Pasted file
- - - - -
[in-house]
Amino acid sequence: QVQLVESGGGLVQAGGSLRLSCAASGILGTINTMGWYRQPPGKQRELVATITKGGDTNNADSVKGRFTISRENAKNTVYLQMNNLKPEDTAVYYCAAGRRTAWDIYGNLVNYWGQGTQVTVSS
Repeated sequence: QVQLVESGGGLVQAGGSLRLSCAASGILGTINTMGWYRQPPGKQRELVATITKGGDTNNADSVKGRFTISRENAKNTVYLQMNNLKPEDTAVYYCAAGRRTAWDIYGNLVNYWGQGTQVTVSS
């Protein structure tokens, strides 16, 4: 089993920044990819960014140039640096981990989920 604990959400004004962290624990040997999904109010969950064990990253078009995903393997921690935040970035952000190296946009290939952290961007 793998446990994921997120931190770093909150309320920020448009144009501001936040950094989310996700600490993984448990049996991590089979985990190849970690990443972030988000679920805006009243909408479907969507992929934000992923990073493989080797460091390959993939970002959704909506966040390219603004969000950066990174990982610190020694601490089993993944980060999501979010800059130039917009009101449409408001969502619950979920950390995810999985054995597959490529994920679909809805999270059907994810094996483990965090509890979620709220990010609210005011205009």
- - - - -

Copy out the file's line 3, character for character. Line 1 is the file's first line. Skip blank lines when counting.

Repeated sequence: QVQLVESGGGLVQAGGSLRLSCAASGILGTINTMGWYRQPPGKQRELVATITKGGDTNNADSVKGRFTISRENAKNTVYLQMNNLKPEDTAVYYCAAGRRTAWDIYGNLVNYWGQGTQVTVSS